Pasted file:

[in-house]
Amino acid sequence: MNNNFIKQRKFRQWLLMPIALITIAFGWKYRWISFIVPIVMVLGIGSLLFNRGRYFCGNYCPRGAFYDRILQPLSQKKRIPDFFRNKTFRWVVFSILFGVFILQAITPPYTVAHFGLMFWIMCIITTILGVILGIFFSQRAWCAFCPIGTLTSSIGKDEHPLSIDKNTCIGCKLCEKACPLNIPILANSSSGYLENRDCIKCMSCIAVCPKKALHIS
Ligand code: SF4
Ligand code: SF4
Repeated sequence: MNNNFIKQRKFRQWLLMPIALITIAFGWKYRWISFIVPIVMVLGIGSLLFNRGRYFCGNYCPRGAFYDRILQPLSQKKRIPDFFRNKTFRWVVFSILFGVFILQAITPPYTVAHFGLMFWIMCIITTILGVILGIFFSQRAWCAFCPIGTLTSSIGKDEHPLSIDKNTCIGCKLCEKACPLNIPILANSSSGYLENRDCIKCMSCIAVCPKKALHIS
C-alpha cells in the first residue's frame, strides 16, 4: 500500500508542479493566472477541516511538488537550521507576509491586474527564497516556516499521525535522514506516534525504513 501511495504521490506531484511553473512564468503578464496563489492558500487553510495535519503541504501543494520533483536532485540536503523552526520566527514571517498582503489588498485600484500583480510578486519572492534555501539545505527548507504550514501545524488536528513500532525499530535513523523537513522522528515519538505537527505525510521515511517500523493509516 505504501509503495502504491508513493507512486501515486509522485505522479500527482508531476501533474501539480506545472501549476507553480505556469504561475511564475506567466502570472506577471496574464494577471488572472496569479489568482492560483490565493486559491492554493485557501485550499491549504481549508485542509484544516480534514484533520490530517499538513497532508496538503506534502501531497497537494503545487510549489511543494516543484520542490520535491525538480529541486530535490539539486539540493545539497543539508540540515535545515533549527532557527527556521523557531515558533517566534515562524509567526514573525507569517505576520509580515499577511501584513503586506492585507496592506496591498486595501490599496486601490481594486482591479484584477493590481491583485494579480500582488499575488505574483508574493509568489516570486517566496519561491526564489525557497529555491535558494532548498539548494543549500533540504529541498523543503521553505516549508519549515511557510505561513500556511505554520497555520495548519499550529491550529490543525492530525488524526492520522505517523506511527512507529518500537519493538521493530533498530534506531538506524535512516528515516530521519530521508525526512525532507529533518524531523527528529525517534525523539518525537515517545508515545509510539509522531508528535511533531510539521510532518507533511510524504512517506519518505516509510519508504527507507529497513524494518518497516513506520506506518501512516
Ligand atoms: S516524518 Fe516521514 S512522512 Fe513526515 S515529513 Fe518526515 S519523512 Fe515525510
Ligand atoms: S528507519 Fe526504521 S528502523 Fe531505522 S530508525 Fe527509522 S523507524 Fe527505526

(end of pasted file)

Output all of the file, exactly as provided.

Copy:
[in-house]
Amino acid sequence: MNNNFIKQRKFRQWLLMPIALITIAFGWKYRWISFIVPIVMVLGIGSLLFNRGRYFCGNYCPRGAFYDRILQPLSQKKRIPDFFRNKTFRWVVFSILFGVFILQAITPPYTVAHFGLMFWIMCIITTILGVILGIFFSQRAWCAFCPIGTLTSSIGKDEHPLSIDKNTCIGCKLCEKACPLNIPILANSSSGYLENRDCIKCMSCIAVCPKKALHIS
Ligand code: SF4
Ligand code: SF4
Repeated sequence: MNNNFIKQRKFRQWLLMPIALITIAFGWKYRWISFIVPIVMVLGIGSLLFNRGRYFCGNYCPRGAFYDRILQPLSQKKRIPDFFRNKTFRWVVFSILFGVFILQAITPPYTVAHFGLMFWIMCIITTILGVILGIFFSQRAWCAFCPIGTLTSSIGKDEHPLSIDKNTCIGCKLCEKACPLNIPILANSSSGYLENRDCIKCMSCIAVCPKKALHIS
C-alpha cells in the first residue's frame, strides 16, 4: 500500500508542479493566472477541516511538488537550521507576509491586474527564497516556516499521525535522514506516534525504513 501511495504521490506531484511553473512564468503578464496563489492558500487553510495535519503541504501543494520533483536532485540536503523552526520566527514571517498582503489588498485600484500583480510578486519572492534555501539545505527548507504550514501545524488536528513500532525499530535513523523537513522522528515519538505537527505525510521515511517500523493509516 505504501509503495502504491508513493507512486501515486509522485505522479500527482508531476501533474501539480506545472501549476507553480505556469504561475511564475506567466502570472506577471496574464494577471488572472496569479489568482492560483490565493486559491492554493485557501485550499491549504481549508485542509484544516480534514484533520490530517499538513497532508496538503506534502501531497497537494503545487510549489511543494516543484520542490520535491525538480529541486530535490539539486539540493545539497543539508540540515535545515533549527532557527527556521523557531515558533517566534515562524509567526514573525507569517505576520509580515499577511501584513503586506492585507496592506496591498486595501490599496486601490481594486482591479484584477493590481491583485494579480500582488499575488505574483508574493509568489516570486517566496519561491526564489525557497529555491535558494532548498539548494543549500533540504529541498523543503521553505516549508519549515511557510505561513500556511505554520497555520495548519499550529491550529490543525492530525488524526492520522505517523506511527512507529518500537519493538521493530533498530534506531538506524535512516528515516530521519530521508525526512525532507529533518524531523527528529525517534525523539518525537515517545508515545509510539509522531508528535511533531510539521510532518507533511510524504512517506519518505516509510519508504527507507529497513524494518518497516513506520506506518501512516
Ligand atoms: S516524518 Fe516521514 S512522512 Fe513526515 S515529513 Fe518526515 S519523512 Fe515525510
Ligand atoms: S528507519 Fe526504521 S528502523 Fe531505522 S530508525 Fe527509522 S523507524 Fe527505526